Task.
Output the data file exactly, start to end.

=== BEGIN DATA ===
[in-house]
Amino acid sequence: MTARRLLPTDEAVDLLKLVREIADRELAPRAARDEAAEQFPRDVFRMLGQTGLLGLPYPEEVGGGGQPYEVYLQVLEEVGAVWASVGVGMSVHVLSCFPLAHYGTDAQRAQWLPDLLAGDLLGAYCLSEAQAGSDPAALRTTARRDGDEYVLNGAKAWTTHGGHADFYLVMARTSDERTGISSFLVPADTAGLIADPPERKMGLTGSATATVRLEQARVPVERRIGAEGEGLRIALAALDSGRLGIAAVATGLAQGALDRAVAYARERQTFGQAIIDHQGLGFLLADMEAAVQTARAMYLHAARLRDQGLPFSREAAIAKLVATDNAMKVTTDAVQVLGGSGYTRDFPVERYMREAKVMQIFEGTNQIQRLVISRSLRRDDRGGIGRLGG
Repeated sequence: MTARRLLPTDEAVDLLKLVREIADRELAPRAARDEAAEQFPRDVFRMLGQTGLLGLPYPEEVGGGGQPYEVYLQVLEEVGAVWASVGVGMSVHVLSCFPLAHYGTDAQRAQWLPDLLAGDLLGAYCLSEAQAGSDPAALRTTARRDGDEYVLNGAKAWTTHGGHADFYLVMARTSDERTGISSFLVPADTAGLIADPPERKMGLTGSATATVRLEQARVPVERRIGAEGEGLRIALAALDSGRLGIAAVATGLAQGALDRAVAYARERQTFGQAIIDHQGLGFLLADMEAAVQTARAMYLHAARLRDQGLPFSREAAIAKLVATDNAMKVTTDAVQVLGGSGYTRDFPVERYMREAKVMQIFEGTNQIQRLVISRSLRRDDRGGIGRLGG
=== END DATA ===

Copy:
[in-house]
Amino acid sequence: MTARRLLPTDEAVDLLKLVREIADRELAPRAARDEAAEQFPRDVFRMLGQTGLLGLPYPEEVGGGGQPYEVYLQVLEEVGAVWASVGVGMSVHVLSCFPLAHYGTDAQRAQWLPDLLAGDLLGAYCLSEAQAGSDPAALRTTARRDGDEYVLNGAKAWTTHGGHADFYLVMARTSDERTGISSFLVPADTAGLIADPPERKMGLTGSATATVRLEQARVPVERRIGAEGEGLRIALAALDSGRLGIAAVATGLAQGALDRAVAYARERQTFGQAIIDHQGLGFLLADMEAAVQTARAMYLHAARLRDQGLPFSREAAIAKLVATDNAMKVTTDAVQVLGGSGYTRDFPVERYMREAKVMQIFEGTNQIQRLVISRSLRRDDRGGIGRLGG
Repeated sequence: MTARRLLPTDEAVDLLKLVREIADRELAPRAARDEAAEQFPRDVFRMLGQTGLLGLPYPEEVGGGGQPYEVYLQVLEEVGAVWASVGVGMSVHVLSCFPLAHYGTDAQRAQWLPDLLAGDLLGAYCLSEAQAGSDPAALRTTARRDGDEYVLNGAKAWTTHGGHADFYLVMARTSDERTGISSFLVPADTAGLIADPPERKMGLTGSATATVRLEQARVPVERRIGAEGEGLRIALAALDSGRLGIAAVATGLAQGALDRAVAYARERQTFGQAIIDHQGLGFLLADMEAAVQTARAMYLHAARLRDQGLPFSREAAIAKLVATDNAMKVTTDAVQVLGGSGYTRDFPVERYMREAKVMQIFEGTNQIQRLVISRSLRRDDRGGIGRLGG